IUPUI professor’s new book examines ‘Islam in the African Diaspora’

'The Call of Bilal' cover

‘The Call of Bilal’ cover

A new book by Indiana University-Purdue University Indianapolis professor Edward Curtis examines Islam in the global African diaspora, showing the many ways Islam is practiced by people of African descent while looking at the ways those practices have been influenced by their experience and interpretation of diaspora.

Bilal, whose mother was Ethiopian, is the historical figure whose rise from slavery inspired future Muslims of African descent to “claim his heritage as proof of their legitimate role as moral leaders for Muslims worldwide,” Curtis writes in “The Call of Bilal: Islam in the African Diaspora,” published by the University of North Carolina Press. Bilal not only rose to become Muhammad’s companion but was asked by the Prophet to call Muslims to prayer. He issued the adhan — the call to prayer — for the remainder of his life.

Curtis is the Millennium Chair of Liberal Arts and professor of religious studies at IUPUI. The concept for “The Call of Bilal” began for Curtis while he was visiting villages along the Dead Sea in the Jordan Valley.

“In Jordan on one of my study abroad trips there for IUPUI, I met and spoke with many Muslims of African descent,” he said. “These encounters made me want to learn some of their stories, and to learn those of other Africana Muslims in the diaspora.”

The professor said that as he looked to African diaspora in Europe, the Middle East and South Asia, he came to understand better how Muslims of African descent sometimes dismiss the idea that they are part of an African diaspora. Others cherish the connections they have to African-descended people around the globe, though their political and cultural ideas about what binds them together differ.

He realized that the idea of diaspora was also sometimes interpreted in a religious fashion to emphasize the theological, ethical, aesthetic and ritualized elements of the African diaspora, orientations that linked the destiny of the black diaspora as much to the heavens as to the Earth.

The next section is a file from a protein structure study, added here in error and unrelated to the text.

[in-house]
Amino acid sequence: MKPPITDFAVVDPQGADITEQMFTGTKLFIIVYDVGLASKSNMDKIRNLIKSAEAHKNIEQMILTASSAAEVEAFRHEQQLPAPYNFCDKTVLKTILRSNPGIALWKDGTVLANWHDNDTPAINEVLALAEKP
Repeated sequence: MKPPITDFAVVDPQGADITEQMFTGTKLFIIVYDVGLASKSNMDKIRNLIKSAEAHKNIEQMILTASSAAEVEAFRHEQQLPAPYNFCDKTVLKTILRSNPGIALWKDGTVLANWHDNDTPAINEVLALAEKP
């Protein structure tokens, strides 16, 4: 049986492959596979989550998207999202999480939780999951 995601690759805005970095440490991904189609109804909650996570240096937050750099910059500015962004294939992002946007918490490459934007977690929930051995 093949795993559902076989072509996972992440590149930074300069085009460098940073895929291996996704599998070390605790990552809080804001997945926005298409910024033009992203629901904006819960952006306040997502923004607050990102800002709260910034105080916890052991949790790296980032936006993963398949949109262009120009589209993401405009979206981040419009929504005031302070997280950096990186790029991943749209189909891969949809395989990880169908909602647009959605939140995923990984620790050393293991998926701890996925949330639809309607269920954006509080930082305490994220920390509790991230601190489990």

Most Muslims in the African diaspora are Sunni Muslims, Curtis said, meaning that they identify with the majority tradition in Islam that makes incumbent certain basic interpretations of Islam (sometimes called the pillars of faith) and the “five pillars of practice” (the declaration of faith, daily prayer, fasting during Ramadan, pilgrimage to Mecca and alms for the poor).

“But what it means to be a religious Muslim beyond these shared traditions shatters any facile, American-based assumptions about the practices of black Muslims,” he said. “For example, I studied the prayers, healing rituals, instrumental music, singing, spirit possession ceremonies and dancing performed by some Siddi and Habshi Muslims in Pakistan and India at shrines devoted to their African ancestor saints, Bava Gor (or Gori Pir) and his sister, Mai Mishra. These saints are not household names among African American Muslims. (Generally speaking, the veneration of Muslim saints is not very popular in the Americas as opposed to in Africa and Asia.)”

Curtis encountered many surprises during his research, despite his long history of studying Islam.

“In the end, what seemed most important to me is that by studying Islam in the African diaspora, you can develop a very thorough understanding of Islamic tradition,” he said. “Since they have been part of so many Muslim countries and regions, their experience offers a wide view on what it means to be Muslim.”

Consecrating Science Wonder, Ethics, and the New Cosmology: a Roundtable with Dr. Lisa Sideris

Lisa Sideris

Lisa Sideris